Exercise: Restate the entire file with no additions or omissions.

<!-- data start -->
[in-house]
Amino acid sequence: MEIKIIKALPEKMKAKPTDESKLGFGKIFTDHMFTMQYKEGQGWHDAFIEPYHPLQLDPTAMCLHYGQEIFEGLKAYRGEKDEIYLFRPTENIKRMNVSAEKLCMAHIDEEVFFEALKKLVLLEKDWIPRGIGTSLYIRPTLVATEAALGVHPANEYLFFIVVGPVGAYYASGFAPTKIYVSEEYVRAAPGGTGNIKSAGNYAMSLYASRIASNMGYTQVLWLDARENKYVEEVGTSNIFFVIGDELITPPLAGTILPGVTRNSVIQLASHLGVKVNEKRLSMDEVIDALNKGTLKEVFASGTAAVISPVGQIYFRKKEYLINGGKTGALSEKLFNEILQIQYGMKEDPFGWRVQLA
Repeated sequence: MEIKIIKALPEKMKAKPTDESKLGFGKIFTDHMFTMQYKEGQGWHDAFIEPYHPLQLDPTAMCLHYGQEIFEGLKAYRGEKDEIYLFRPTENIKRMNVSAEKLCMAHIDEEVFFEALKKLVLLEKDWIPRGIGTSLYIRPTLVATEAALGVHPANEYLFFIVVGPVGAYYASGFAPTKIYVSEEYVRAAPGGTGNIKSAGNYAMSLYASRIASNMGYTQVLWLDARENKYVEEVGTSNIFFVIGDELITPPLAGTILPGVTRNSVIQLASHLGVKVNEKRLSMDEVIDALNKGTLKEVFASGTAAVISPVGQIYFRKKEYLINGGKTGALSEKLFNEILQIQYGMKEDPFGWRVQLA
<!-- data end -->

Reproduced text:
[in-house]
Amino acid sequence: MEIKIIKALPEKMKAKPTDESKLGFGKIFTDHMFTMQYKEGQGWHDAFIEPYHPLQLDPTAMCLHYGQEIFEGLKAYRGEKDEIYLFRPTENIKRMNVSAEKLCMAHIDEEVFFEALKKLVLLEKDWIPRGIGTSLYIRPTLVATEAALGVHPANEYLFFIVVGPVGAYYASGFAPTKIYVSEEYVRAAPGGTGNIKSAGNYAMSLYASRIASNMGYTQVLWLDARENKYVEEVGTSNIFFVIGDELITPPLAGTILPGVTRNSVIQLASHLGVKVNEKRLSMDEVIDALNKGTLKEVFASGTAAVISPVGQIYFRKKEYLINGGKTGALSEKLFNEILQIQYGMKEDPFGWRVQLA
Repeated sequence: MEIKIIKALPEKMKAKPTDESKLGFGKIFTDHMFTMQYKEGQGWHDAFIEPYHPLQLDPTAMCLHYGQEIFEGLKAYRGEKDEIYLFRPTENIKRMNVSAEKLCMAHIDEEVFFEALKKLVLLEKDWIPRGIGTSLYIRPTLVATEAALGVHPANEYLFFIVVGPVGAYYASGFAPTKIYVSEEYVRAAPGGTGNIKSAGNYAMSLYASRIASNMGYTQVLWLDARENKYVEEVGTSNIFFVIGDELITPPLAGTILPGVTRNSVIQLASHLGVKVNEKRLSMDEVIDALNKGTLKEVFASGTAAVISPVGQIYFRKKEYLINGGKTGALSEKLFNEILQIQYGMKEDPFGWRVQLA